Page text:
|Don't panic @ Paul Whiteley|
The paper in question is by Richard Frye and colleagues* (open-access) part of the research tag-team that is Rossignol and Frye discussed in other posts. As a point of interest, the word on the cyberstreet is that Dr Rossignol has started a new programme with autism in mind called MAPS focused on the biomedical aspects of autism (no promotion intended).
Alongside some other quite distinguished names in autism research including Jill James, Dr Frye reports on (a) the prevalence of folate receptor autoantibodies in a group of children diagnosed with an autism spectrum condition, (b) various measures compared with autoantibody negative children with autism and (c) what happens when folinic acid (leucovorin) is given. Folinic acid should not be confused with folic acid which whilst being an essential supplement during pregnancy has had a slightly bumpy ride these past few days following the publication of this meta-analysis.
OK softly, softly catchee monkey.
A good description of cerebral folate deficiency (CFD) syndrome is here. Basically diagnosis is based on low levels of 5-methyltetrahydrofolate (5MTHF) in cerebrospinal fluid (as Wikipedia when not in blackout describes it, the stuff the brain floats in). There are lots of behavioural manifestations of CFD syndrome which aid its description as a neurodevelopmental condition; autism has also been mentioned in some cases of CFD syndrome. Management of CFD syndrome is via the use of folinic acid (leucovorin) to normalise levels of 5MTHF by-passing folate receptors.
Based on the above paragraph coupled with the already suggested link between autism and possible issues with MTHFR (methylentetrahydrofolate reductase) (the enzyme which converts 5,10-methylenetetrahydrofolate to 5-methyltetrahydrofolate, 5MTHF) you can perhaps see why this study was done.
- Ninety-three children (~ 7 years old) diagnosed with autism were screened for folate receptor autoantibodies (FRAs). FRAs are a slightly less invasive way of identifying people who might be at risk of CFD outside of doing a lumbar puncture. The folate receptor is a form of folate binding protein used to transport folate across the blood brain barrier. If you imagine that folate is essential for DNA synthesis, methylation and influences levels of homocysteine, you start to appreciate how important this chap is. FRAs impair the function of the folate receptor which might have knock-on effects similar to more genetically-linked effects on receptors.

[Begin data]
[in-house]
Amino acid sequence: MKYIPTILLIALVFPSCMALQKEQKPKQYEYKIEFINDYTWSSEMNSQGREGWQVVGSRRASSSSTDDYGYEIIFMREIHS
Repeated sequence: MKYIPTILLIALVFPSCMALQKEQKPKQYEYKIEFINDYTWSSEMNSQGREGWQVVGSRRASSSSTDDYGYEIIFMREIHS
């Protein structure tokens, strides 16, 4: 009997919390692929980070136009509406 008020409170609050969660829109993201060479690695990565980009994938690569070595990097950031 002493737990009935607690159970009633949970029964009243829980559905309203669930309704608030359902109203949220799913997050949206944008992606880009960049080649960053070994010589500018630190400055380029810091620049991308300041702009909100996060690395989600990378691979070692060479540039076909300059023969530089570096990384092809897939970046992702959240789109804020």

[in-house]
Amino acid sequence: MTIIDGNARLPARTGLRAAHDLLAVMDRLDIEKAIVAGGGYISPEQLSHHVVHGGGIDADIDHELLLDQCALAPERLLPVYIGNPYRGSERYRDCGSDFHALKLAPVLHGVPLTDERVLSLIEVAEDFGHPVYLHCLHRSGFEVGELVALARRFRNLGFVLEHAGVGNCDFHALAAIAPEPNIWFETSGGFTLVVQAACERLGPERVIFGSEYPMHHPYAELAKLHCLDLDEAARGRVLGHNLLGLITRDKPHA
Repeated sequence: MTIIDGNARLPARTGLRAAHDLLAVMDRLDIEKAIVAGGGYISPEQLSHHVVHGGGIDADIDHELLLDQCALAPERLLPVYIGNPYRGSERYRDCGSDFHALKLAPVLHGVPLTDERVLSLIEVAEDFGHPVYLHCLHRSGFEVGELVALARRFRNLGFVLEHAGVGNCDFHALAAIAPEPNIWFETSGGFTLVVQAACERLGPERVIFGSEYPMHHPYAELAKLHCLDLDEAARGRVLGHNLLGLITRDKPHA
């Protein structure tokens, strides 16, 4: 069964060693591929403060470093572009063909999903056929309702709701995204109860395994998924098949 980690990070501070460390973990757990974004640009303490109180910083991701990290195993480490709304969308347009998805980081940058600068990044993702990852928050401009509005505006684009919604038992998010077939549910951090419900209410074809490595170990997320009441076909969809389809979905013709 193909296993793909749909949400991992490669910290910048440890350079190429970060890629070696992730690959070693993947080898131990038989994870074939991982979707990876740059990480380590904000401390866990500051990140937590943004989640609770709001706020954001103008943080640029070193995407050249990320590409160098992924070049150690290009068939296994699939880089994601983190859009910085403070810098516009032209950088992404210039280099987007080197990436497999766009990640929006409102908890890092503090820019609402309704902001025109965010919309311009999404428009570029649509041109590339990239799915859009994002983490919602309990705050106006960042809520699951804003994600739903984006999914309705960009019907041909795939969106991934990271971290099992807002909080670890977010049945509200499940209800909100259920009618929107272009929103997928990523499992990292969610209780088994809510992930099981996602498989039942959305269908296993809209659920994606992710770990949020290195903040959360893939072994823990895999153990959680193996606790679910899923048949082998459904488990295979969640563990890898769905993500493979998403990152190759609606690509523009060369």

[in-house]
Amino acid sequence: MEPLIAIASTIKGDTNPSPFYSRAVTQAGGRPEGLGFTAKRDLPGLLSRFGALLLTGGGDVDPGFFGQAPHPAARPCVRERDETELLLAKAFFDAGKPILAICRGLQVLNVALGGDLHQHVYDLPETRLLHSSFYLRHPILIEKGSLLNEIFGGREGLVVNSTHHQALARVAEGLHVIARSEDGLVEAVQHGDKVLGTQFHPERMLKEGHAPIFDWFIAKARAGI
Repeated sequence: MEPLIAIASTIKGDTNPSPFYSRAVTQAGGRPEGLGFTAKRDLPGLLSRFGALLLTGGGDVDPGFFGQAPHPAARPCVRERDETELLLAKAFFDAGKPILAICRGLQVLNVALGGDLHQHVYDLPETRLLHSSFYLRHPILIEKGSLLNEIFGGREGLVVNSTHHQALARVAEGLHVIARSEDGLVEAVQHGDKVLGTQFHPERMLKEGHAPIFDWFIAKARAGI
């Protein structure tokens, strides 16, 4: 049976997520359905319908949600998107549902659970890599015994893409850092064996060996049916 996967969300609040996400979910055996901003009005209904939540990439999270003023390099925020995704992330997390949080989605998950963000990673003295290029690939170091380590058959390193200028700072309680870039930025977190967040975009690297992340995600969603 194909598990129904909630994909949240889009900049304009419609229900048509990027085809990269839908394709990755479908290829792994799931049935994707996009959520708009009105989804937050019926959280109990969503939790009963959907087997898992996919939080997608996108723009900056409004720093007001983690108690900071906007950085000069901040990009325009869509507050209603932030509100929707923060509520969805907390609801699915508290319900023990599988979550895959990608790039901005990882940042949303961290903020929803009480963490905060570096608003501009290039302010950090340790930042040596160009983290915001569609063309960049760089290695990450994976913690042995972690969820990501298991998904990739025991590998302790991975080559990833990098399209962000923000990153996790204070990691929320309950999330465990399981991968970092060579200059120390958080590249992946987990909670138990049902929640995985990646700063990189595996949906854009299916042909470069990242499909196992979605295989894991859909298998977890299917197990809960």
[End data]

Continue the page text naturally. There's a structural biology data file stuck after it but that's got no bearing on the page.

- Lots of other information was collected including whether or not participants were following a casein-free (milk-free) diet, given that such diets have been known to reduce FRAs (very, very interesting).
- Looking at both blocking (blocking folate transport) and binding FRAs, 56/93 (60%) of children were positive for blocking FRAs and 41/93 (44%) positive for binding FRAs. Twenty-nine percent of children were positive for both FRAs and 70/93 (75%) positive for at least one FRA. Interestingly, when it came to looking at rates of autoimmune conditions in the family history, more instances were found in those who did not have FRAs than those who did (60% vs. 24%). No other measures significantly differed between positive and negative autoantibody groups (aside from age at testing).
- A lumbar puncture was performed on 16 children included for study and levels of 5-methyltetrahydrofolate were found to be below the normative mean in every case (although not falling below the lower limit of normal though).
- A subgroup of 44 children from the 70 positive for at least one FRA were treated with leucovorin calcium tablets for at least 1 month (mean treatment time was 4 months). Based on parental responses to the Clinical Global Impression Scale - Improvement subscale on various items of cognition and behaviour, approximately two-thirds of children were deemed to have obtained some benefit.
There is a lot of detail to this paper which unfortunately I have neither the time nor space to go through in this post. Allowing for the fact that quite a few inferences were made during the study i.e. the 5MTHF levels found for those who underwent lumbar puncture would also be noted in those who were not tested, combined with the less than impressive way that the clinical effects of folinic acid were reported, there are some valuable details to be had from this report.
The rate of FRAs (blocking and/or binding) noted in the autism group (75%) is high and suggests that quite a bit more study is due in this area not least in comparison to other developmental conditions and control populations. I note for example that studies of blocking FRAs in Rett syndrome suggest that a smaller proportion of this group might be affected (24%). I do also wonder about whether there is any link with the timing of symptom onset, and in particular whether reported regression in behaviour has any effect on the likelihood of FRAs being present or not as per what happens in CFD. Speaking of regression and autism, how about this recent article?
Much like the recent findings from Jyonouchi and colleagues on SPAD and autism, the message yet again is don't stop looking for other things just because a diagnosis of autism is received (bearing in mind that I am not advocating invasive procedures like lumbar puncture unless clinically directed). The potential usefulness of a milk-free diet in cases where FRAs are present also opens up a whole new world of possibilities.
Hopefully you have not panicked and I have not left you dazed and confused with this post. If I have, I apologise; and paying homage to the classic Richard Linklater film Dazed and Confused I offer some light metal relief. Take it away Mr Alice Cooper... (he's such a nice guy).
* Frye RE. et al. Cerebral folate receptor autoantibodies in autism spectrum disorder. Molecular Psychiatry. January 2012.